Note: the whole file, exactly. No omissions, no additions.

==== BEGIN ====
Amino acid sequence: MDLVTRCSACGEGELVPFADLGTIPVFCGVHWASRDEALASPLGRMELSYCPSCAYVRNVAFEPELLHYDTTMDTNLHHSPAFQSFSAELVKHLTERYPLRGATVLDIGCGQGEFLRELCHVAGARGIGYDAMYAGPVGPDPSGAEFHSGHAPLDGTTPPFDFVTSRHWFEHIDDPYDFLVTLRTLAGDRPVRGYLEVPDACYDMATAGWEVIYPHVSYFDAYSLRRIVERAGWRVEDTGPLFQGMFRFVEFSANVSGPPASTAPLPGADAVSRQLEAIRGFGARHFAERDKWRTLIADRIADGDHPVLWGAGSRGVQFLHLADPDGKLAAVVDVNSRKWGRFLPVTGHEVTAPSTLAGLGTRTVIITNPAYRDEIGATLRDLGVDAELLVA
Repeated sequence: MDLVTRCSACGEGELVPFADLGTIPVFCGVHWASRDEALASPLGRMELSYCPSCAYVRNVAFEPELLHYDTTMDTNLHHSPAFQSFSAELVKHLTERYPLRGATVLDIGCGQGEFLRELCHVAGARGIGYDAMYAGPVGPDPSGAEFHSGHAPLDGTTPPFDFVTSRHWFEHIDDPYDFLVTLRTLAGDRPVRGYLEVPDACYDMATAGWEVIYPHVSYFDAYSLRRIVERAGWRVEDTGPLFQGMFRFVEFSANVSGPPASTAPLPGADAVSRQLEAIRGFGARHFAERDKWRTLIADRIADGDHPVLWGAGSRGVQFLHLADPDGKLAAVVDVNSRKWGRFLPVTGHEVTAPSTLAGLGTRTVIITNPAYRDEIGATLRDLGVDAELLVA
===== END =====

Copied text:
Amino acid sequence: MDLVTRCSACGEGELVPFADLGTIPVFCGVHWASRDEALASPLGRMELSYCPSCAYVRNVAFEPELLHYDTTMDTNLHHSPAFQSFSAELVKHLTERYPLRGATVLDIGCGQGEFLRELCHVAGARGIGYDAMYAGPVGPDPSGAEFHSGHAPLDGTTPPFDFVTSRHWFEHIDDPYDFLVTLRTLAGDRPVRGYLEVPDACYDMATAGWEVIYPHVSYFDAYSLRRIVERAGWRVEDTGPLFQGMFRFVEFSANVSGPPASTAPLPGADAVSRQLEAIRGFGARHFAERDKWRTLIADRIADGDHPVLWGAGSRGVQFLHLADPDGKLAAVVDVNSRKWGRFLPVTGHEVTAPSTLAGLGTRTVIITNPAYRDEIGATLRDLGVDAELLVA
Repeated sequence: MDLVTRCSACGEGELVPFADLGTIPVFCGVHWASRDEALASPLGRMELSYCPSCAYVRNVAFEPELLHYDTTMDTNLHHSPAFQSFSAELVKHLTERYPLRGATVLDIGCGQGEFLRELCHVAGARGIGYDAMYAGPVGPDPSGAEFHSGHAPLDGTTPPFDFVTSRHWFEHIDDPYDFLVTLRTLAGDRPVRGYLEVPDACYDMATAGWEVIYPHVSYFDAYSLRRIVERAGWRVEDTGPLFQGMFRFVEFSANVSGPPASTAPLPGADAVSRQLEAIRGFGARHFAERDKWRTLIADRIADGDHPVLWGAGSRGVQFLHLADPDGKLAAVVDVNSRKWGRFLPVTGHEVTAPSTLAGLGTRTVIITNPAYRDEIGATLRDLGVDAELLVA